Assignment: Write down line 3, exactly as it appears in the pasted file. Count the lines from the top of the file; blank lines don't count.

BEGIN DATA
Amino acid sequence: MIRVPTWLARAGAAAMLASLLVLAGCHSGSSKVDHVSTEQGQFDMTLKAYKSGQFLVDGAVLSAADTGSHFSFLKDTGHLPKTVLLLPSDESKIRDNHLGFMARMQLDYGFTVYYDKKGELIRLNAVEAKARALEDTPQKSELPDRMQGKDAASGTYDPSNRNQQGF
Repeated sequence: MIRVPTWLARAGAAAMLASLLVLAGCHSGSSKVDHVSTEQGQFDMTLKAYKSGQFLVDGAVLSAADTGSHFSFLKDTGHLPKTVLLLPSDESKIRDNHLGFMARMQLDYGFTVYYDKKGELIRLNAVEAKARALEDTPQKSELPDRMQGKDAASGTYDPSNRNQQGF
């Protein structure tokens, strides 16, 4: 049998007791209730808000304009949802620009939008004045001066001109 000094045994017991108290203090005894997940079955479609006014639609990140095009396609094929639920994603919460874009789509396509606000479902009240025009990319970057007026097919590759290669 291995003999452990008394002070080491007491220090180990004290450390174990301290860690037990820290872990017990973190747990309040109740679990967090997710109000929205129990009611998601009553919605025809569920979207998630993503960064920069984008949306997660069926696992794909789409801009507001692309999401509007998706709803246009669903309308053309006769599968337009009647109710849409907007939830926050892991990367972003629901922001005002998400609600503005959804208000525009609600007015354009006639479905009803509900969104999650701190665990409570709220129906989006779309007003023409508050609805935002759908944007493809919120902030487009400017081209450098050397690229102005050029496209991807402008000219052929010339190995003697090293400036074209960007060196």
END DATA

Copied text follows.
């Protein structure tokens, strides 16, 4: 049998007791209730808000304009949802620009939008004045001066001109 000094045994017991108290203090005894997940079955479609006014639609990140095009396609094929639920994603919460874009789509396509606000479902009240025009990319970057007026097919590759290669 291995003999452990008394002070080491007491220090180990004290450390174990301290860690037990820290872990017990973190747990309040109740679990967090997710109000929205129990009611998601009553919605025809569920979207998630993503960064920069984008949306997660069926696992794909789409801009507001692309999401509007998706709803246009669903309308053309006769599968337009009647109710849409907007939830926050892991990367972003629901922001005002998400609600503005959804208000525009609600007015354009006639479905009803509900969104999650701190665990409570709220129906989006779309007003023409508050609805935002759908944007493809919120902030487009400017081209450098050397690229102005050029496209991807402008000219052929010339190995003697090293400036074209960007060196």